Latest Invasive species Stories
An article published in the latest issue of Invasive Plant Science and Management features a survey of natural resource professionals and ranchers in Colorado and Wyoming. Lawrence,
Plants in extreme desert environments develop effective strategies to compete for the area’s limited resources, according to new research out of the University of Arizona, published in the American Journal of Botany.
A University of Iowa researcher has discovered that a “Goldilocks” effect applies to the reproductive output of a tiny New Zealand snail—considered a troublesome species in many countries—that may one day help environmentalists control their spread.
The global market for ballast water treatment equipment was valued at nearly $1.4 billion in 2012 and is expected to reach $2.1 billion in 2013.
Among the most impressive ecological findings of the past 25 years is the ability of invasive plants to radically change ecosystem function.
Scientists unlock mysteries of invasive species by studying English sparrows which have spread to Kenya.
University of Toronto research has found that purple loosestrife – an invasive species that competes with native plants for light and nutrients and can degrade habitats for wildlife – has evolved extremely rapidly, flowering about three weeks earlier as it has spread to northern Ontario.
A shrimp from America has been invading Europe's rivers and lakes for several decades, but something seems to be preventing this colonist from becoming numerous and problematic, like so many other invaders - such as the Californian grey squirrel and American crayfish.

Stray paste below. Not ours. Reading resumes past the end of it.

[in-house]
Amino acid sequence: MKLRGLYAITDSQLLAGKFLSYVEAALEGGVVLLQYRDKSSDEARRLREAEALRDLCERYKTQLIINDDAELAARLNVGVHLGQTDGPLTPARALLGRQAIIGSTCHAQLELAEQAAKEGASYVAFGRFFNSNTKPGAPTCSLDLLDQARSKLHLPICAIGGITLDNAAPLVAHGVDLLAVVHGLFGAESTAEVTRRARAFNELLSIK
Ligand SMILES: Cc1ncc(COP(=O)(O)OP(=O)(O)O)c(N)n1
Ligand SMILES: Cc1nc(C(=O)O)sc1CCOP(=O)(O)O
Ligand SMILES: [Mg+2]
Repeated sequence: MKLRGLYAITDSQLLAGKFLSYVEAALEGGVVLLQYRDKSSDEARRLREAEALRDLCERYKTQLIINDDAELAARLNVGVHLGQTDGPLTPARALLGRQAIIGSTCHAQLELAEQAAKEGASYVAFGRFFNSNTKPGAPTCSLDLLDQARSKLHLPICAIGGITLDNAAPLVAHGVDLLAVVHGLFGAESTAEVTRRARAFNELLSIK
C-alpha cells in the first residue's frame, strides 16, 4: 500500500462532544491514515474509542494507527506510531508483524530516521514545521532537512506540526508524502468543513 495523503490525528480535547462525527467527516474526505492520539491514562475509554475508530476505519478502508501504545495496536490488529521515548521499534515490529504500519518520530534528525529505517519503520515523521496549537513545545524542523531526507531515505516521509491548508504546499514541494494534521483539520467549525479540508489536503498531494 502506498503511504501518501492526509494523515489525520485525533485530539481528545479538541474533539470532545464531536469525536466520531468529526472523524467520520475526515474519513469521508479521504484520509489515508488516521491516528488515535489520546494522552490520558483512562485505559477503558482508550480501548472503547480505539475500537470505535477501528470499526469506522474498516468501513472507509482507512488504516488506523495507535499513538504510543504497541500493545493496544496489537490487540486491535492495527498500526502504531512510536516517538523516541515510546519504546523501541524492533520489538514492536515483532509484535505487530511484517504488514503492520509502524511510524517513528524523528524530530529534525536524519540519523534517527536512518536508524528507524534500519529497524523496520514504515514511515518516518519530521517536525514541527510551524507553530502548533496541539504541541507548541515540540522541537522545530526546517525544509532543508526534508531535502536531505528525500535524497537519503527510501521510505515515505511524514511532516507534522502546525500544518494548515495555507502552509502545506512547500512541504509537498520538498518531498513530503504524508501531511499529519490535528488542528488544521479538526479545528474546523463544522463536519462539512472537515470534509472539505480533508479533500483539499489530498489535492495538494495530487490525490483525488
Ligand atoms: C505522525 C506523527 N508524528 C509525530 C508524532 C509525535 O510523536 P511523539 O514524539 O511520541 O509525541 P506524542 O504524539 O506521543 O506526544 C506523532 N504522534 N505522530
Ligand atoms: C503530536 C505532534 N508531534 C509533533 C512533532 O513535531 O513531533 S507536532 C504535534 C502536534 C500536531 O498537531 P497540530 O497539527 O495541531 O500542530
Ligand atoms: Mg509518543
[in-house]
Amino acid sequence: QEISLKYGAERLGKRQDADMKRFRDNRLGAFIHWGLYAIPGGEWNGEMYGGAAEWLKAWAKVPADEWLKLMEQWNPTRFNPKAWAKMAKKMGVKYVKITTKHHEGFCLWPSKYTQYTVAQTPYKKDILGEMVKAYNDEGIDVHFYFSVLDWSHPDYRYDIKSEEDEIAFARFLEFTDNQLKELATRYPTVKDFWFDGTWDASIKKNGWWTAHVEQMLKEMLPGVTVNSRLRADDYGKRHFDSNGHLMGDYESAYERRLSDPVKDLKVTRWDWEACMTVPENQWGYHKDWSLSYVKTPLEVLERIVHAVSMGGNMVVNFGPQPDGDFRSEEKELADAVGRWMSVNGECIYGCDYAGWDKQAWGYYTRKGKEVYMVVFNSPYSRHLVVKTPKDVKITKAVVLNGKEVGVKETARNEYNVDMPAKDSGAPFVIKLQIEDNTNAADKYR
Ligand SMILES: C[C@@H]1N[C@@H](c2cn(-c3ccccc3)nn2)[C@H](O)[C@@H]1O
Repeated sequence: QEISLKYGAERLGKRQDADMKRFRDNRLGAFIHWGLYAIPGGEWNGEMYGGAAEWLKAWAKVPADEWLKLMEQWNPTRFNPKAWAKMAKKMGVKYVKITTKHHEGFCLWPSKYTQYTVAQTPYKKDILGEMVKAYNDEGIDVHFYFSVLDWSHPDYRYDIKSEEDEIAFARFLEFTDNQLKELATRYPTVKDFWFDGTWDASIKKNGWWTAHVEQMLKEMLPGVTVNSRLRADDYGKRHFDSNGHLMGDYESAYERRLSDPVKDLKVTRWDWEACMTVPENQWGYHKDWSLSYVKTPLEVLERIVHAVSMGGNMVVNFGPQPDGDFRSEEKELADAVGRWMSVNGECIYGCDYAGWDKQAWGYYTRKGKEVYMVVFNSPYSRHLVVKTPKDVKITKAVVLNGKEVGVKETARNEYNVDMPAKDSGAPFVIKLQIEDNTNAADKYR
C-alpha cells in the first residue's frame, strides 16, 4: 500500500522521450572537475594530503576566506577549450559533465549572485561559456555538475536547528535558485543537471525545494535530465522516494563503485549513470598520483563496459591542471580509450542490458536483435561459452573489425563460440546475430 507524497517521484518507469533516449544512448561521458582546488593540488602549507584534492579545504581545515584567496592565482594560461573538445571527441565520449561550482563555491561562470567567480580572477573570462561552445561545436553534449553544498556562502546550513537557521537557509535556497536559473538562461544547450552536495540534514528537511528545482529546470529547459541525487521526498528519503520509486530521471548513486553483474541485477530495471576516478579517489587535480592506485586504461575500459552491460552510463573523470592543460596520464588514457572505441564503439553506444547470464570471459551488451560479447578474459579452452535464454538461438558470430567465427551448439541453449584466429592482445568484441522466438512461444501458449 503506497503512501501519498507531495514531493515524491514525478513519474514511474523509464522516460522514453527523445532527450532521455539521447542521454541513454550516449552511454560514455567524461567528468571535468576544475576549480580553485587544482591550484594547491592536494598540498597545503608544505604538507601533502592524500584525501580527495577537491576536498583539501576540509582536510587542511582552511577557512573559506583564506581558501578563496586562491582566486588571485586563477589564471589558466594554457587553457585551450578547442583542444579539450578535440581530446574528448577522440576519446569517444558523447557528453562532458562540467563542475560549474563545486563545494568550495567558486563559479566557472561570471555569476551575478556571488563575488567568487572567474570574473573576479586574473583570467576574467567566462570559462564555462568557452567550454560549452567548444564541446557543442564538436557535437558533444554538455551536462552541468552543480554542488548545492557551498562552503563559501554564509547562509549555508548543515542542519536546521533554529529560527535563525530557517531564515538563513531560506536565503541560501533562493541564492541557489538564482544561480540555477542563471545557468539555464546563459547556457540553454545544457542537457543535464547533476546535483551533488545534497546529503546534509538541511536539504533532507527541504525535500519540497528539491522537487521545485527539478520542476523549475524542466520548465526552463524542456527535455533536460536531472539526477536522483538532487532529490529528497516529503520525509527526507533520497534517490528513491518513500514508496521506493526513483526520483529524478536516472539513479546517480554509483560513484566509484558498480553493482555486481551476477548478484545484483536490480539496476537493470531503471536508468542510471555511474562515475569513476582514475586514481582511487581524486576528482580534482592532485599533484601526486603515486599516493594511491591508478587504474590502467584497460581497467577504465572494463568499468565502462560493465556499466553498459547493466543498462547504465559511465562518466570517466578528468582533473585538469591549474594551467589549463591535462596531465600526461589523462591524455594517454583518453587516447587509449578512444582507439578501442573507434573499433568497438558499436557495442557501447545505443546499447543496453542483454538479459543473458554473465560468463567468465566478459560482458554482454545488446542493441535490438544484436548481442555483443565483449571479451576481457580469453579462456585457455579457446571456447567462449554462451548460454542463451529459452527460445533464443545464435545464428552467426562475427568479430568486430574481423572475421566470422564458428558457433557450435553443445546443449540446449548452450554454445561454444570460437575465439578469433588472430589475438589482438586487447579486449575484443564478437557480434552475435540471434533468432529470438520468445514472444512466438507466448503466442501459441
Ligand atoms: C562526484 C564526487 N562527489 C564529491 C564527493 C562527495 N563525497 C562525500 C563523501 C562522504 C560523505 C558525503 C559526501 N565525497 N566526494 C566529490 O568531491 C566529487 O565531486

A new study reveals that as human life expectancy increases, so does the number of endangered and invasive bird and mammal species.
A new study tells the story of an invasion and domination that took place around 450 million years ago in North America.
The Pacific Oyster (Crassostrea gigas), is the native oyster of the Pacific coast of Korea, Japan and China. It has been introduced to North America, especially in Puget Sound, Washington, and to the Australian states of Tasmania and South Australia. It is an important commercial harvest in all of these places, as well as New Zealand where the Pacific oyster has replaced the native rock oyster, Crassostrea glomerata, as the main commercial species. The Pacific oyster is an invasive species...
- A young chicken: also used as a pet name for children.